When doing a white box testing project, its best come up with a list of White Box Testing Requirements. Otherwise it can be very difficult to satisfy your client. We recently worked with a client that was looking for a ‘check’ because things were just not running quite right and was concerned they had coding problems. Before we got started, we sat down with them and asked several questions prior to coming up with a good estimate of work to be done and a timeline:
- Can your software be ported to run on a standard linux machine for testing, or does it require proprietary hardware?
- Do you have existing white box tests or a framework? Do you have any existing whitebox test infrastructure, or would this be starting from scratch?
- Do you have existing tools that you prefer?
- Do the developers do any sort of Unit Testing? Coverage tests are designed to measure how much ‘coverage’ the unit existing tests cover. Otherwise, we can do static tests just for code.
- What does your dev tool chain look like?
- How much is the code to test still changing?
- Can the white box testing execute completely independently from the UI? If not, is the UI xwin based, or some sort of proprietary display/user input mechanism (like the panel on the connected hardware)?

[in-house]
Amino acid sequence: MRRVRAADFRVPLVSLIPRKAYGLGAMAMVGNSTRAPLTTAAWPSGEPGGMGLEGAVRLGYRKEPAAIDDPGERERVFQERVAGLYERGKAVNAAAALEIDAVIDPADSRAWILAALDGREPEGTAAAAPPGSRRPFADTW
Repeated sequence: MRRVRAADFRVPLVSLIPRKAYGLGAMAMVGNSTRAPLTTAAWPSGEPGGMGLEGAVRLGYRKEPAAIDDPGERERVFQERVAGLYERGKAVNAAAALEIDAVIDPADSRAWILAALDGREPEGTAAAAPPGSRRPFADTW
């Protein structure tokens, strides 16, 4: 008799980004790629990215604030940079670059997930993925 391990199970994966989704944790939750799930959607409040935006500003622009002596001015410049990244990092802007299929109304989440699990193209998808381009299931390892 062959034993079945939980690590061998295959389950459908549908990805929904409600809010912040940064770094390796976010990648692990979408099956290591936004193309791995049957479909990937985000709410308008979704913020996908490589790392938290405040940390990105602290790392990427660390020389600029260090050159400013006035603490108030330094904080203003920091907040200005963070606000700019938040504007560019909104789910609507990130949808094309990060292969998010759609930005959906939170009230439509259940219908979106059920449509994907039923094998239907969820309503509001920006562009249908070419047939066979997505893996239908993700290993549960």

- How high (or low level) are the entry points for the user or other systems that the software interfaces with.
- Are there other outside async inputs, environmental effects and time / sequence dependencies.
- Have you done an analysis that generates some sort of function point estimate from the lines of code?
- Do you have goals or trends for cyclomatic complexity over time? What tools do you use for this, if any?
- Do you use any external libraries that aren’t part of the C++/C# standard set?
This was just the beginning of our process in collecting white box testing requirements. As you can see, a conversation like this could go on for quite a while, but its best to get it down prior to digging in with any tools.